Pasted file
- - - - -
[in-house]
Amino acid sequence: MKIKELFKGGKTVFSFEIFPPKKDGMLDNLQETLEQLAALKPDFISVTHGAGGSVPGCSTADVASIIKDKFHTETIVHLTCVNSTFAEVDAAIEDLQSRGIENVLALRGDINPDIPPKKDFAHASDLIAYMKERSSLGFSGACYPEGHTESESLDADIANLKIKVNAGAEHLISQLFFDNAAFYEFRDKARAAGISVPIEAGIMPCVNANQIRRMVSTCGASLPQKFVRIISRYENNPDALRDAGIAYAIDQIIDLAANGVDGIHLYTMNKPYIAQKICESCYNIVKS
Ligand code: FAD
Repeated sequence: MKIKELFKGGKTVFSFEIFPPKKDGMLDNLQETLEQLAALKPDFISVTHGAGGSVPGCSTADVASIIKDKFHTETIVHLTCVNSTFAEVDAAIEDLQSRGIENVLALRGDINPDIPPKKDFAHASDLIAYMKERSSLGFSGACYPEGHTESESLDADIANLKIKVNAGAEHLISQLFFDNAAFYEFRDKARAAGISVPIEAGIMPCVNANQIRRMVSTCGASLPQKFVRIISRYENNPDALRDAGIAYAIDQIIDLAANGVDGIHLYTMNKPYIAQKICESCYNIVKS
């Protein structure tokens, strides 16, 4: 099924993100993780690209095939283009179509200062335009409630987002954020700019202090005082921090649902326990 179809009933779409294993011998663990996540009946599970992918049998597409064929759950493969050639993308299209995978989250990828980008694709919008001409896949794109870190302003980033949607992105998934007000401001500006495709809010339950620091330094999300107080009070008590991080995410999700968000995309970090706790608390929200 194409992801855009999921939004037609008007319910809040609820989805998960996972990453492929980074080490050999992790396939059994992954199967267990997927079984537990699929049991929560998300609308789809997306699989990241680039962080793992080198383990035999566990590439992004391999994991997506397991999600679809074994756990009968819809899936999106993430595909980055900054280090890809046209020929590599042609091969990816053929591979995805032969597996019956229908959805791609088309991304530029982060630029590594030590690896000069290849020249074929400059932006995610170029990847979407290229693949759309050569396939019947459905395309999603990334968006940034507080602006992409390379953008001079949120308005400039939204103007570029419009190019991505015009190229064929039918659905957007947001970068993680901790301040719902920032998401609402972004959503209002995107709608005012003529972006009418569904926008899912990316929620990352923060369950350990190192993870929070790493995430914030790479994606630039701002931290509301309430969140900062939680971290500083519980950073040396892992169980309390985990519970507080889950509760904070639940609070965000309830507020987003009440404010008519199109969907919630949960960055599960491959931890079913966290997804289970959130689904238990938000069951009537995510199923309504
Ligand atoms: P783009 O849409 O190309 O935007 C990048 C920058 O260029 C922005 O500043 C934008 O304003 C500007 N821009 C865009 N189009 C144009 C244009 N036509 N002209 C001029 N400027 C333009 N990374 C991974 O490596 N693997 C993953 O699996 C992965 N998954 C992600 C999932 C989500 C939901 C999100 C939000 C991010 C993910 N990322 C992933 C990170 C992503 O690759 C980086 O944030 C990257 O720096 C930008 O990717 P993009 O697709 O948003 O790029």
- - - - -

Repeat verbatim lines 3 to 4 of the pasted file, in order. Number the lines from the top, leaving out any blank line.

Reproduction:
Ligand code: FAD
Repeated sequence: MKIKELFKGGKTVFSFEIFPPKKDGMLDNLQETLEQLAALKPDFISVTHGAGGSVPGCSTADVASIIKDKFHTETIVHLTCVNSTFAEVDAAIEDLQSRGIENVLALRGDINPDIPPKKDFAHASDLIAYMKERSSLGFSGACYPEGHTESESLDADIANLKIKVNAGAEHLISQLFFDNAAFYEFRDKARAAGISVPIEAGIMPCVNANQIRRMVSTCGASLPQKFVRIISRYENNPDALRDAGIAYAIDQIIDLAANGVDGIHLYTMNKPYIAQKICESCYNIVKS